When Aaron Murray committed to play football at The University of Georgia back in 2008, it was seen as a major victory for the program. The highly touted quarterback from Tampa's Plant High School had chosen the Bulldogs over his home state Florida Gators. Despite heavy recruitment from Urban Meyer and pressure from friends and family, Murray chose the Dawgs and later helped recruit teammate Orson Charles to come to Athens as well. During his senior season at Plant, Murray came back from a broken foot to lead his team to a state championship.
Mark Richt had already declared Joe Cox the starter by the time Murray enrolled early at Georgia for the spring semester in 2009. He played well in spring practice and had an impressive debut at G-Day. During the fall, he developed a shoulder injury that caused him some pain when throwing. After the debacle against Tennessee, many (including myself) thought it was time to give Murray a shot. But the injury ultimately proved to be too much and Murray remained on the sideline for the remainder of the season.
During spring practice this year, Murray continued to impress the coaches and appeared to have a lead on the starting job heading into G-Day. And suddenly it seems everyone's opinion of Murray changed.
Murray had the worst day of the three Georgia quarterbacks, including a bad interception that killed a nice drive. Combined with a great performance by fellow freshman Zach Mettenberger, suddenly Murray was no longer the favorite to be the starter in the minds of many fans. A few weeks later, Mettenberger was kicked off the team and Coach Richt named Murray #1 on the depth chart. By the reaction of many fans, you would have thought Joe Cox was coming back for another season.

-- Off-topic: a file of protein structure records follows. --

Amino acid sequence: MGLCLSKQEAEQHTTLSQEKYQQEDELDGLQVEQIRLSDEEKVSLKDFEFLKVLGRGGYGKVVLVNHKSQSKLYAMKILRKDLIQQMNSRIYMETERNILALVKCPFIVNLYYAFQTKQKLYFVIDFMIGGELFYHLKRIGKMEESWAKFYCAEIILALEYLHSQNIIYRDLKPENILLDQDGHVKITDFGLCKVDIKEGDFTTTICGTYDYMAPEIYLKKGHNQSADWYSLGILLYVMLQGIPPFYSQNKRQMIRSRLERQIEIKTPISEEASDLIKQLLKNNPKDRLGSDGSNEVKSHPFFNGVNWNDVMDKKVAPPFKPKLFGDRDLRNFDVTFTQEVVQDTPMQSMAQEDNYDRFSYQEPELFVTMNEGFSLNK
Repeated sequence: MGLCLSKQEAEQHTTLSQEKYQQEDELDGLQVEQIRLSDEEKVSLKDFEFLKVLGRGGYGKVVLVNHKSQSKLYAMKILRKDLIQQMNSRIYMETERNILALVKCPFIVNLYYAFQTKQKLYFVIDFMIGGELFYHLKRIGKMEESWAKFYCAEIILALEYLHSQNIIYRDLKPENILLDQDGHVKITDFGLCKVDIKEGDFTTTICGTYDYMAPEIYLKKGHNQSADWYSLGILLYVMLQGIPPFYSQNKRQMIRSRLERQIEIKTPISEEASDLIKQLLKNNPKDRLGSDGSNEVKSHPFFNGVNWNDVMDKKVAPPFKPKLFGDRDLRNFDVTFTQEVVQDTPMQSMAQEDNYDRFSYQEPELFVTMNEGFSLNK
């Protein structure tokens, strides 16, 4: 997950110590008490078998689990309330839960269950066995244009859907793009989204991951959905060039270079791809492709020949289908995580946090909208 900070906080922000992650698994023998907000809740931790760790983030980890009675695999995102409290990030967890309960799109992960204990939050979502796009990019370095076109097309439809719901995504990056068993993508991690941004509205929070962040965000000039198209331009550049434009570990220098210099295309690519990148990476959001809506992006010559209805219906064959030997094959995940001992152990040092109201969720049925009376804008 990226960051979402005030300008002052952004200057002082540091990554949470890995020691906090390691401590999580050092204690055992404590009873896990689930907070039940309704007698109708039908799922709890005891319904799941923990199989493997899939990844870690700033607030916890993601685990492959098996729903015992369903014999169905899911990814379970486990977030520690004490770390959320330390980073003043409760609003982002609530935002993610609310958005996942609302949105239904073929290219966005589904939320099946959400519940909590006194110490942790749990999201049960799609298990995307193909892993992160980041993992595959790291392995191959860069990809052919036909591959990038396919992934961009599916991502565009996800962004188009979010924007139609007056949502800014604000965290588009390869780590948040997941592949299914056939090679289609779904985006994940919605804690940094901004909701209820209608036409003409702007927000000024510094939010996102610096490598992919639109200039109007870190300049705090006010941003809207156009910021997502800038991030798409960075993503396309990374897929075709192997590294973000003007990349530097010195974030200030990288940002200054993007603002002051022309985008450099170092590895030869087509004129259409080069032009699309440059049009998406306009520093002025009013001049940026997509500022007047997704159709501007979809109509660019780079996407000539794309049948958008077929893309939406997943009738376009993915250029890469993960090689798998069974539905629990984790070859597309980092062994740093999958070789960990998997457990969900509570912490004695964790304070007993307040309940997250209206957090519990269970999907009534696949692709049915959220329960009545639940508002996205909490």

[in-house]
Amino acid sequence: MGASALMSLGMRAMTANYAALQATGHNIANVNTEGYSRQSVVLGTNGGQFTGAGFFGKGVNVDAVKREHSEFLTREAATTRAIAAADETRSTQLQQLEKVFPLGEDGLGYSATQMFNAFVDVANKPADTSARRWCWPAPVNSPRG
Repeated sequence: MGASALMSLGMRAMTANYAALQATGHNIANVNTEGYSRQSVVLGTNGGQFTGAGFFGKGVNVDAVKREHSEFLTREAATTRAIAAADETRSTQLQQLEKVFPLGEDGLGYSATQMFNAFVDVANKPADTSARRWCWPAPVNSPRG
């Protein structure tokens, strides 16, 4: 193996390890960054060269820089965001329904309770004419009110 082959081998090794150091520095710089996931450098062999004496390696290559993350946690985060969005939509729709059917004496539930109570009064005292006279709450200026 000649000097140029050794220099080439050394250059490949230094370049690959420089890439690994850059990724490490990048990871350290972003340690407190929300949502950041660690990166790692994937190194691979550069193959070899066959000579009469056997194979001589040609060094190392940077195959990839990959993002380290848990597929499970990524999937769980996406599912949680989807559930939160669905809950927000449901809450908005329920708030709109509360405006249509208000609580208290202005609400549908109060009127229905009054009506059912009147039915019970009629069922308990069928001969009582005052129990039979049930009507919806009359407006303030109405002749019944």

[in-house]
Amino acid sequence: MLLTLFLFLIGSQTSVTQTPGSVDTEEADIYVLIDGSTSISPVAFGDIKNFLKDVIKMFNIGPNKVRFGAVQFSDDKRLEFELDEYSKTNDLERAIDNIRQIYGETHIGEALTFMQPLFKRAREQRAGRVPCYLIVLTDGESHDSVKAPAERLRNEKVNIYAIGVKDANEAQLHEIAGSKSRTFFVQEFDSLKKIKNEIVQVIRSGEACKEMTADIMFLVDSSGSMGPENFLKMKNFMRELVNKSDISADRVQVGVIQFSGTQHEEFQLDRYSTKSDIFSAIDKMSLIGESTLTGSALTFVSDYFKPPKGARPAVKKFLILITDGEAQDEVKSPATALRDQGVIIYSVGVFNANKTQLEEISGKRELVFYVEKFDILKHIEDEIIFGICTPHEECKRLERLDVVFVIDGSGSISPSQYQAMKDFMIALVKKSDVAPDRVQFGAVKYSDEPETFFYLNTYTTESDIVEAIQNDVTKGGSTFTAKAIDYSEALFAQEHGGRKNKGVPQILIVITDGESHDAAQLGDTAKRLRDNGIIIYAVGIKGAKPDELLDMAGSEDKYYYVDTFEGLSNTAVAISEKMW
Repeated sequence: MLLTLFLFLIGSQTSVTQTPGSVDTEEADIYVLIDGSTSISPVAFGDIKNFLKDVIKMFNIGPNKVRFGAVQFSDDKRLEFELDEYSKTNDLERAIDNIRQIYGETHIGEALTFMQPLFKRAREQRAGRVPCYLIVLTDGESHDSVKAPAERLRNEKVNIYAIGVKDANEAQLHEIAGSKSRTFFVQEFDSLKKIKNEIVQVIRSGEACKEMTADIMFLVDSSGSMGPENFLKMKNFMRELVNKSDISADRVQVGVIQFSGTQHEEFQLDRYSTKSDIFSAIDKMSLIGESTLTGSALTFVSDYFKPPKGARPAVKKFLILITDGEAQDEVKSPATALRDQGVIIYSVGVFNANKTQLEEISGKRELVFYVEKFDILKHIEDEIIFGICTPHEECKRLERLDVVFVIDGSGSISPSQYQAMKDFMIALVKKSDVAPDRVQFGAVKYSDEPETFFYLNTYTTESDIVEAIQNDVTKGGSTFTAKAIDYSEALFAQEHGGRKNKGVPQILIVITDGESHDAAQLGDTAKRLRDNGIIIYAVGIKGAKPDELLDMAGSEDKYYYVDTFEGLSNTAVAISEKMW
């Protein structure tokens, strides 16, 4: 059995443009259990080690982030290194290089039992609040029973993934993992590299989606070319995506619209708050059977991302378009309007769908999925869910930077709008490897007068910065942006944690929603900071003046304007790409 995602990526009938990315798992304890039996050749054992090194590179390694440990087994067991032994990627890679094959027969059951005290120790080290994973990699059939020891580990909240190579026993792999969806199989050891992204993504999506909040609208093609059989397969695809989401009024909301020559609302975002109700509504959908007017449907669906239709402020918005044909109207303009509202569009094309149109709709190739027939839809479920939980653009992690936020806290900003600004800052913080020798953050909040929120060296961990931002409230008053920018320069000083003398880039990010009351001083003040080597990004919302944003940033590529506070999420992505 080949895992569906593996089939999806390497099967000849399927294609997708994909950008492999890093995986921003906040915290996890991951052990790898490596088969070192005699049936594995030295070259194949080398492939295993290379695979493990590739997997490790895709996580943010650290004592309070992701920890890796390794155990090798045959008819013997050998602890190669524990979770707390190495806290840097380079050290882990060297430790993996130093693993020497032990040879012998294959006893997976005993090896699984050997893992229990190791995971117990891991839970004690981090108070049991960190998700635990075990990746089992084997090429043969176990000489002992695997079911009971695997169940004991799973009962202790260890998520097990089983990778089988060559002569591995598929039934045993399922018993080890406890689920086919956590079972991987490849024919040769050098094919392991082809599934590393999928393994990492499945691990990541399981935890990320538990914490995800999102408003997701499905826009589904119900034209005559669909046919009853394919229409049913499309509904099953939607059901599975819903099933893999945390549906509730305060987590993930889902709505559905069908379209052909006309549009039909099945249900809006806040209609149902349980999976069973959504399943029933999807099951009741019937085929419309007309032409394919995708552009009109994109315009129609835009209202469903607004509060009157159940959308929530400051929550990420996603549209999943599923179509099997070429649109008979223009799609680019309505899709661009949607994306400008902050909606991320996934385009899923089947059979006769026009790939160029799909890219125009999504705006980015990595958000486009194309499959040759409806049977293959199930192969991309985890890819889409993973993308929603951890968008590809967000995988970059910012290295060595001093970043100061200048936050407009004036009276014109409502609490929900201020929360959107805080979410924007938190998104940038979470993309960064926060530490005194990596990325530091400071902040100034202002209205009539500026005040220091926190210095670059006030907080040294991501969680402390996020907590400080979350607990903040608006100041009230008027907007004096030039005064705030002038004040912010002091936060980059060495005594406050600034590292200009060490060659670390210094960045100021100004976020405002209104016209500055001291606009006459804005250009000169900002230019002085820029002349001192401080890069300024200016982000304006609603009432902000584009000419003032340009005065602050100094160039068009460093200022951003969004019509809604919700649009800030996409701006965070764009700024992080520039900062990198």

All summer long, I have continued to hear questions about Aaron Murray. Yes, he is a freshman who has not played a down, so some of those questions are warranted. But why do people suddenly think that a player considered one the five best quarterback prospects in the 2009 class is suddenly not up for the job. I have heard questions about his height, his throwing arm, and his ability to handle the offense.
Yes he is a freshman, but a redshirt freshman that enrolled early and will have been on campus for nearly 20 months by the time he makes his first start. Arm strength has never appeared to be a problem in either of the G-Day games I have seen him play in and his film from high school supports it as well. He will have a veteran offensive line, two great running backs, and the best receiver in the country to throw to.
So unlike former freshman starters David Greene (who started during the team's first year in a new system under Richt) or Matt Stafford (who started as a true freshman on a team that struggled much of the season), Murray will not be relied upon to carry the team on offense. Georgia fans need to remember the excitement we had when he committed as opposed to questioning everything about him before he even takes the field.